In my childhood, I would sometimes attend mid-week prayer meetings with my grandparents at their small Baptist church. Faithful prayer warriors would gather to intercede for the congregation. People shared requests, but mid-week prayer wasn’t just a divine helpline. Often, prayer would turn to testimony as believers claimed God’s lovingkindness in the midst of petition. When health diagnoses sounded bleak, when purses were small, these saints rehearsed God’s tremendous work from the past.
As we step into this new year, we can do the same. Are you longing for God to move in big ways in 2022? Does his seeming absence in your pain cause you to doubt his goodness? If you’re struggling to have hope for the future, remember your own Red Sea. Rehearse your old and well-worn songs of praise, and bring your stories of God’s past provision to speak into your current pain. The landscape of your sorrow may be vast, but it’s not unending. The God who loved you in years past accompanies you into the year ahead.
The God who loved you in years past accompanies you into the year ahead.
Expect Water from a Rock
Despair keeps our expectations low. We hedge our bets on the future by hoping for less. We hesitate to get excited about anything because we’re just not sure goodness is possible anymore. We may call ourselves realists, but if despair drives our perspective on the future, our mindset is an unhealthy pessimism.
COVID surges around the country, and school shootings still make the news. Loved ones die, and wars and famines mar the global landscape. When we consider how bad life is, it can be easy to despair. How could God fix this mess now? Is it too far gone? When despair looms large, God calls us to the desperate faith of Moses in the desert. He tells us, “I am who I am”—the daily Provider, the mighty Savior, the sovereign God (Ex. 3:14). And he implores us to have faith—to expect water from a rock.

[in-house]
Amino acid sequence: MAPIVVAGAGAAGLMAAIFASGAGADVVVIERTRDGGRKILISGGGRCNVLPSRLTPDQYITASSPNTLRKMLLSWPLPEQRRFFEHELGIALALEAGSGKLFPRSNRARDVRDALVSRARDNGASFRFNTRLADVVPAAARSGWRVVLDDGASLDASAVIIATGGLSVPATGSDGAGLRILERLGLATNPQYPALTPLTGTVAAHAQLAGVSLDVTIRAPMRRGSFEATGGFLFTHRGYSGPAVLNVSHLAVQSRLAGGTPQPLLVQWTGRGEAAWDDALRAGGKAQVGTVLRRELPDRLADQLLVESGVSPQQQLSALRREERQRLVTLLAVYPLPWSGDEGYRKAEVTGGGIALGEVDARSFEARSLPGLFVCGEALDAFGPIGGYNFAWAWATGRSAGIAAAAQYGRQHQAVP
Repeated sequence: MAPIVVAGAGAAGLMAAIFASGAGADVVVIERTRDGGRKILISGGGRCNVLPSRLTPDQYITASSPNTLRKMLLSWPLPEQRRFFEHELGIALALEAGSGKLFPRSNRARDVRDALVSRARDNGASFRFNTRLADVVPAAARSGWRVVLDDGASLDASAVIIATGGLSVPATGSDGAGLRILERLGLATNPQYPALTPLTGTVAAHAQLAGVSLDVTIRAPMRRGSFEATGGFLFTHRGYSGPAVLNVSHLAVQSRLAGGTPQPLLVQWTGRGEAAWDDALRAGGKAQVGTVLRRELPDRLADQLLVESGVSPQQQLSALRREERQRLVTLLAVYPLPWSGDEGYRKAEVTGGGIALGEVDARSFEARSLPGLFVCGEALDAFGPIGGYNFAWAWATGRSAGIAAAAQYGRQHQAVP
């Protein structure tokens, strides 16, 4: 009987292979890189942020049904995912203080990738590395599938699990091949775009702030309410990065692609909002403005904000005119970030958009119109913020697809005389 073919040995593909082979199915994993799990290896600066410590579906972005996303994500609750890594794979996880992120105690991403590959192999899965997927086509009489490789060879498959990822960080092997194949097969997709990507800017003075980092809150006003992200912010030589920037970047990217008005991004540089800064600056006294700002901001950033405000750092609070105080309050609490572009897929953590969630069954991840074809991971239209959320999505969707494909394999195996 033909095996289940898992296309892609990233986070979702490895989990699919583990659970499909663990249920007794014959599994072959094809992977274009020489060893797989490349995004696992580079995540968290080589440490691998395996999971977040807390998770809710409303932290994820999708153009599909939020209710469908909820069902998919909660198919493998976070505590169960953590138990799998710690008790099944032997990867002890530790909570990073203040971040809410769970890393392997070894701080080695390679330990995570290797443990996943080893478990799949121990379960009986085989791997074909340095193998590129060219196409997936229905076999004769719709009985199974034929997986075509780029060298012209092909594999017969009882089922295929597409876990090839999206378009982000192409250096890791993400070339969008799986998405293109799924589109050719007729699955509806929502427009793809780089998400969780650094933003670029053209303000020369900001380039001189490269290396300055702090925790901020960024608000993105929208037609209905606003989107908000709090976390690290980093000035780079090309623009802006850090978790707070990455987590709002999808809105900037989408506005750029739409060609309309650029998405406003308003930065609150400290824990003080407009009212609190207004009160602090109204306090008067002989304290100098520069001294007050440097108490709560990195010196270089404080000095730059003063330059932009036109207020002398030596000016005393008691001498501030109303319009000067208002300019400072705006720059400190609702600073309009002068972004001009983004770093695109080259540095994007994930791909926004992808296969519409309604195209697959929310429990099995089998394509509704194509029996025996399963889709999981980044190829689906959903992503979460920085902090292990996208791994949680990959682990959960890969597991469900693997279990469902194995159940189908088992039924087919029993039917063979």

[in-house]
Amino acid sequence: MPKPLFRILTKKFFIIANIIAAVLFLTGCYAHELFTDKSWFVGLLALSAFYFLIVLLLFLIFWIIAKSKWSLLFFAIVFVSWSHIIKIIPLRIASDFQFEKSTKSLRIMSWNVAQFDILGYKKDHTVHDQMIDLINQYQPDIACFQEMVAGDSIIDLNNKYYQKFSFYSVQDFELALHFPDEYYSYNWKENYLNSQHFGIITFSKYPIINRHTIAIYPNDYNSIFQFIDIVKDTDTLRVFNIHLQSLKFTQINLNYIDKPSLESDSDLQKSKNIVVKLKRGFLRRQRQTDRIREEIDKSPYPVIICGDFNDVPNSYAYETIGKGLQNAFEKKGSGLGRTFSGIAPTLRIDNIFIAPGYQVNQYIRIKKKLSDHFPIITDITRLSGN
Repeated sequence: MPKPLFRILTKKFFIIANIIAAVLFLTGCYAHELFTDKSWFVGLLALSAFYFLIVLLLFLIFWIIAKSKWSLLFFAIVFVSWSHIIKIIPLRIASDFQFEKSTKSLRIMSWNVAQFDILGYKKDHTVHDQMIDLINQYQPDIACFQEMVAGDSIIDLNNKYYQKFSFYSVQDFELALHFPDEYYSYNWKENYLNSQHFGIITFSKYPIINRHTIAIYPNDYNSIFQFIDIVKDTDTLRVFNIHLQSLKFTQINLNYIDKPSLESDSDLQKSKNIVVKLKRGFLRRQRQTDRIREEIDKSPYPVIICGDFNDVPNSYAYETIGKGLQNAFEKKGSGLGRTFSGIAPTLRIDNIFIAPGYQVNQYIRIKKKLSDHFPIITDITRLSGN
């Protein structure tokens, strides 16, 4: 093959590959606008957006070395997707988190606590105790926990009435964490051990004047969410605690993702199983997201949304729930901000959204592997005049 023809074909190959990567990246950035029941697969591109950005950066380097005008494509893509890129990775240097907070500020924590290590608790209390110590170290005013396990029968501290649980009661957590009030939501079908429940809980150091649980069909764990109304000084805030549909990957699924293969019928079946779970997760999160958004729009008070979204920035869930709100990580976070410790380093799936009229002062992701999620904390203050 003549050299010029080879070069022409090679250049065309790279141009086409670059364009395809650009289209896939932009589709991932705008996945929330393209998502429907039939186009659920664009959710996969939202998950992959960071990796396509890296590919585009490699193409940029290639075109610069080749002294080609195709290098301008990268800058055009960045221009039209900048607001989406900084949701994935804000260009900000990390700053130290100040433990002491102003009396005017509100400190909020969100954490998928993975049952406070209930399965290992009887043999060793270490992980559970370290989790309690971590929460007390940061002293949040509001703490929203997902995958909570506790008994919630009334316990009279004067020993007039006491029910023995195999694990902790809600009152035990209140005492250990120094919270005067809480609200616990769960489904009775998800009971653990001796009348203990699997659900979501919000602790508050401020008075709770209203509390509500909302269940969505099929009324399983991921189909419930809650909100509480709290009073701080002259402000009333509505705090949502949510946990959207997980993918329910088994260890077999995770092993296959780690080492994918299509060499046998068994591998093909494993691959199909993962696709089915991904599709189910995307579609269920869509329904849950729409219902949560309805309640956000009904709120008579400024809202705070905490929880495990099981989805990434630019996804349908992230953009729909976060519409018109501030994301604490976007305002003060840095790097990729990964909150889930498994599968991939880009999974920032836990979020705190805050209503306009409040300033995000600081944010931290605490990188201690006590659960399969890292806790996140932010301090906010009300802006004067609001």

Poor, beleaguered Moses approached God on behalf of his thirsty tribe. The noise of thousands of angry, hungry, tired people rang in his ears. He knew God was good, that he could provide; but those voices wore down his hope. “What am I to do?” he cried out, and God’s miracle of water from a rock silenced the crowd.
Do you expect God to work in amazing ways in 2022? Or have you hedged your disappointment with lower expectations? When you pray, does despair have the loudest voice? If the future feels bleak as you step into this new year, remember: in the midst of a pandemic, this is still God’s world and he has control over it in every way. God can do the impossible in your life. You too can expect water from a rock.
Jesus assured his followers: if they had faith the size of a mustard seed, it could move mountains. Left on our own, we could never muster enough faith for hope in a new year. But, thanks be to God, his sovereign goodness reigns over all our days. As we place our trust in him and rehearse his promises, we can step into this new year with true hope. Despair and pessimism need not mark the 2022 calendar. God goes before us and walks beside us. As you enter this new year, then, “fear not, stand firm, and see the salvation of the Lord, which he will work for you today” (Ex. 14:13).